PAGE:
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I have a table that I want to find for each row id the amount remaining from the total. However, the order of amounts is in an ascending order.

id   amount
1    3
2    2
3    1
4    5

The results should look like this:

id   remainder
1    10
2    8
3    5
4    0

Any thoughts on how to accomplish this? I'm guessing that the over clause is the way to go, but I can't quite piece it together.Thanks.

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5  
Please add a tag that identifies the specific rdbms your using –  Alex K. Sep 4 '12 at 12:57

3 Answers 3

up vote -1 down vote accepted

SQL Server 2008 answer, I can't provide an SQL Fiddle, it seems it strips the begin keyword, resulting to syntax errors. I tested this on my machine though:

create function RunningTotalGuarded()
returns @ReturnTable table(
    Id int, 
    Amount int not null, 
    RunningTotal int not null, 
    RN int identity(1,1) not null primary key clustered
)

as
begin

  insert into @ReturnTable(id, amount, RunningTotal) 
  select id, amount, 0 from tbl order by amount;

  declare @RunningTotal numeric(16,4) = 0;
  declare @rn_check int = 0;

  update @ReturnTable
    set 
        @rn_check = @rn_check + 1
        ,@RunningTotal = 
        case when rn = @rn_check then
            @RunningTotal + Amount
        else
            1 / 0
        end
        ,RunningTotal = @RunningTotal;     
  return;    
end;

To achieve your desired output:

with a as
(
    select *, sum(amount) over() - RunningTotal as remainder
        , row_number() over(order by id) as id_order
    from RunningTotalGuarded()
)
select a.id, amount_order.remainder
from a
inner join a amount_order on amount_order.rn = a.id_order;

Rationale for guarded running total: http://www.ienablemuch.com/2012/05/recursive-cte-is-evil-and-cursor-is.html

Choose the lesser evil ;-)

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I'll take it into consideration. Thank you for showing me this. I do want to know, how would I accomplish this if I wanted to use the cursor and break up the totals by another id in the table? –  user1281598 Sep 4 '12 at 16:04

Since you didn't specify your RDBMS, I will just assume it's Postgresql ;-)

select  *, sum(amount) over() - sum(amount) over(order by amount) as remainder
from tbl;

Output:

| ID | AMOUNT | REMAINDER |
---------------------------
|  3 |      1 |        10 |
|  2 |      2 |         8 |
|  1 |      3 |         5 |
|  4 |      5 |         0 |

How it works: http://www.sqlfiddle.com/#!1/c446a/5

It works in SQL Server 2012 too: http://www.sqlfiddle.com/#!6/c446a/1

Thinking of solution for SQL Server 2008...


Btw, is your ID just a mere row number? If it is, just do this:

select 
  row_number() over(order by amount) as rn
  , sum(amount) over() - sum(amount) over(order by amount) as remainder
from tbl
order by rn;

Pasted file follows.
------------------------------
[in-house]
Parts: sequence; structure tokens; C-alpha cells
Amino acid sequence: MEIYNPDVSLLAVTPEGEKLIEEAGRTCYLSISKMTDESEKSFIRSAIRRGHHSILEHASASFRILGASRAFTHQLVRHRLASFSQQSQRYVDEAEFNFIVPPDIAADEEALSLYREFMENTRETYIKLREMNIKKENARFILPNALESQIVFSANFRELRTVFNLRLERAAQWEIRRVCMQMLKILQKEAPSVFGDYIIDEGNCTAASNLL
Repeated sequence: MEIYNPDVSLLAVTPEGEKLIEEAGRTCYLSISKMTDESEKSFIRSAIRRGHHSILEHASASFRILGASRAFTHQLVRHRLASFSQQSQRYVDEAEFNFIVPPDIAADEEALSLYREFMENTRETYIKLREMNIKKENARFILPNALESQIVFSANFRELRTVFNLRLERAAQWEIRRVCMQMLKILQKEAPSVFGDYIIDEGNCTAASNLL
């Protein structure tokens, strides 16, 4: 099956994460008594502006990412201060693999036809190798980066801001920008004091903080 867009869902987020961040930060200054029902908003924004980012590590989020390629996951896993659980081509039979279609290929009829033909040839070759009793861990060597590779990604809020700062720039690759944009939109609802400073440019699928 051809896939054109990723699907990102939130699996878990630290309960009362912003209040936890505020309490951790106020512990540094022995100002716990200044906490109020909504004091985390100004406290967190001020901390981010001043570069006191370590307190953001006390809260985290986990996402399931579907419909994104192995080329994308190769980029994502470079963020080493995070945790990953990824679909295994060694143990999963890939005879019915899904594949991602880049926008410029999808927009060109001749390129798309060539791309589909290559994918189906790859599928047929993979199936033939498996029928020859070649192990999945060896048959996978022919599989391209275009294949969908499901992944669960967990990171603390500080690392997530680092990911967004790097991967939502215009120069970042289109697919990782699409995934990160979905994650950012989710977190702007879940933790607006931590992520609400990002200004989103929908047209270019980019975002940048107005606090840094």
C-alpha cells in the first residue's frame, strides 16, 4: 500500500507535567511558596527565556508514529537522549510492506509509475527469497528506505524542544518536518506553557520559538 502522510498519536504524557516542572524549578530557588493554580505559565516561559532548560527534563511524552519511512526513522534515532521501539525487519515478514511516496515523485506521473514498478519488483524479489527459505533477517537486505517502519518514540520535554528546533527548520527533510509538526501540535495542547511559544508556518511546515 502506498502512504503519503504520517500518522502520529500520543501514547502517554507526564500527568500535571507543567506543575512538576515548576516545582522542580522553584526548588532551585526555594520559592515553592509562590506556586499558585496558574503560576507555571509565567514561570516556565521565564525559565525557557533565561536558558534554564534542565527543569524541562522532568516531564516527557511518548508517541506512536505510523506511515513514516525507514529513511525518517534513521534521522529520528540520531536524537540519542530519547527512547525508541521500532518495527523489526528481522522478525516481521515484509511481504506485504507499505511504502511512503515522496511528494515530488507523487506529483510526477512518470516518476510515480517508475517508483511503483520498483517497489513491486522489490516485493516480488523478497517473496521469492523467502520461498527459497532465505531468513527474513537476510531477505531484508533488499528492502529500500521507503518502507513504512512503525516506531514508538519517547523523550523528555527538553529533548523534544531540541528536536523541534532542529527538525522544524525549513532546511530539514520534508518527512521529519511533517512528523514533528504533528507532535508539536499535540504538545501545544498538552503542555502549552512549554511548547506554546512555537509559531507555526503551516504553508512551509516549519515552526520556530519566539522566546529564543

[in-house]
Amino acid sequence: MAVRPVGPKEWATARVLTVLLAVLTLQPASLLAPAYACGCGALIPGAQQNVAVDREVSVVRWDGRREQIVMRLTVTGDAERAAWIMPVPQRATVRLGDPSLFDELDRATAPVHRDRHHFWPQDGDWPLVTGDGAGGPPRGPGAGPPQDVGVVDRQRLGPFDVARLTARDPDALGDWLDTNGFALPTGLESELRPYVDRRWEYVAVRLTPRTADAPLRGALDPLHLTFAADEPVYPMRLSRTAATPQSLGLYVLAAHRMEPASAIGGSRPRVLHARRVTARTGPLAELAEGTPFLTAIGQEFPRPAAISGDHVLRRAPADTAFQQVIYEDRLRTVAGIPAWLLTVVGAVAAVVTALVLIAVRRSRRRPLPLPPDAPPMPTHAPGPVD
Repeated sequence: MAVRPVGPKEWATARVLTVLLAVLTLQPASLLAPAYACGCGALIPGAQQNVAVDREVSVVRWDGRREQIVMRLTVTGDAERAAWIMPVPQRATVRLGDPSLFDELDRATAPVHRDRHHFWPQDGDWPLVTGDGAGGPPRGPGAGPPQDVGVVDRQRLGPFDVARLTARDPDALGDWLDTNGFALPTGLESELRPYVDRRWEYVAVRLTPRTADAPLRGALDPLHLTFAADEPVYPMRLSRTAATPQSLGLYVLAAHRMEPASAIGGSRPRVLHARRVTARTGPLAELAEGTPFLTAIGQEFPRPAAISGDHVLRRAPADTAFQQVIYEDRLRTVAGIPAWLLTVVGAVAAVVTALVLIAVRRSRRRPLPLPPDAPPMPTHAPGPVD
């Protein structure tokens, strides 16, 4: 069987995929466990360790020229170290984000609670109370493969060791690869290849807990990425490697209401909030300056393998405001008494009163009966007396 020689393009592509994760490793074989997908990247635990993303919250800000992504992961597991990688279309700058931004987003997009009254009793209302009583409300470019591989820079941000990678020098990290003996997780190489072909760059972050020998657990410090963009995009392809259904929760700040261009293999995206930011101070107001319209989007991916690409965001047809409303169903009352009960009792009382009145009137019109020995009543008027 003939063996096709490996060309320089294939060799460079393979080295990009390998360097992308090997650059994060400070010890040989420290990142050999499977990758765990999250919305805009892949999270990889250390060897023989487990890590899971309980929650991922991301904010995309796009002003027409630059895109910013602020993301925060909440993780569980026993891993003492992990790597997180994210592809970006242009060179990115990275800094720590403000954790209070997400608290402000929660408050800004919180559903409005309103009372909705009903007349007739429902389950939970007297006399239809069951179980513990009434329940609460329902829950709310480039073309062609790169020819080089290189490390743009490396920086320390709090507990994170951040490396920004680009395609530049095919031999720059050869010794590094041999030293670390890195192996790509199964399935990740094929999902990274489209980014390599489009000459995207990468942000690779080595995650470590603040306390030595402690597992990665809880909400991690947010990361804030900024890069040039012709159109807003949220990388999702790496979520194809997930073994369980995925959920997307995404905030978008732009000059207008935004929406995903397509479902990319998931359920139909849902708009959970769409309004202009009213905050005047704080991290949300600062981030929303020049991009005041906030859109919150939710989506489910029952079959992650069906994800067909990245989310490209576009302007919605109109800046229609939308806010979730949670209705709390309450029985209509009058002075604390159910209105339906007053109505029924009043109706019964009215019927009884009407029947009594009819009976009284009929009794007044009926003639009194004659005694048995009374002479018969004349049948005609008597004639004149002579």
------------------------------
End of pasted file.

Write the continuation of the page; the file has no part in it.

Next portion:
Output:

| RN | REMAINDER |
------------------
|  1 |        10 |
|  2 |         8 |
|  3 |         5 |
|  4 |         0 |

But if you really need the ID intact and move the smallest amount on top, do this:

with a as
(
  select  *, sum(amount) over() - sum(amount) over(order by amount) as remainder,
      row_number() over(order by id) as id_sort,
      row_number() over(order by amount) as amount_sort
  from tbl
)
select a.id, sort.remainder
from a
join a sort on sort.amount_sort = a.id_sort
order by a.id_sort;

Output:

| ID | REMAINDER |
------------------
|  1 |        10 |
|  2 |         8 |
|  3 |         5 |
|  4 |         0 |

See query progression here: http://www.sqlfiddle.com/#!6/c446a/11

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I actually left out one more specification: I am sorting these amounts by an outside key. There would be another integer id to divide them up by. Critical to forget I know, but being able to use it in a CTE solves another part of my problem. Thank you. –  user1281598 Sep 4 '12 at 13:25

I just want to offer a simpler way to do this in descending order:

select id, sum(amount) over (order by id desc) as Remainder
from t

This will work in Oracle, SQL Server 2012, and Postgres.

The general solution requres a self join:

select t.id, coalesce(sum(tafter.amount), 0) as Remainder
from t left outer join
     t tafter
     on t.id < tafter.id
group by t.id
share|improve this answer
    
Running total on 100 rows is equal to 5,050 spinning of hard disk platters. For 1,000 rows, it's more exponential, it is equal to 500,500 spinning of hard disk platters ;-) sqlblog.com/blogs/adam_machanic/archive/2006/07/12/… –  Michael Buen Sep 4 '12 at 13:25
    
@MichaelBuen . . . Yes, I agree. All database vendors should include support for the full range of window functions. –  Gordon Linoff Sep 4 '12 at 13:26
    
Say if I wanted to sort by another id on the table, would using the where clause divide it up for me or do I have to partition by that id value? –  user1281598 Sep 4 '12 at 13:27
    
@user1281598 . . . In the first version, if you just want to change the id, that's the order by. If you wanted to start over again for different groups of records, say countries, you would add a partition clause. In the second version, you would add an "=" clause to the join. –  Gordon Linoff Sep 4 '12 at 13:33

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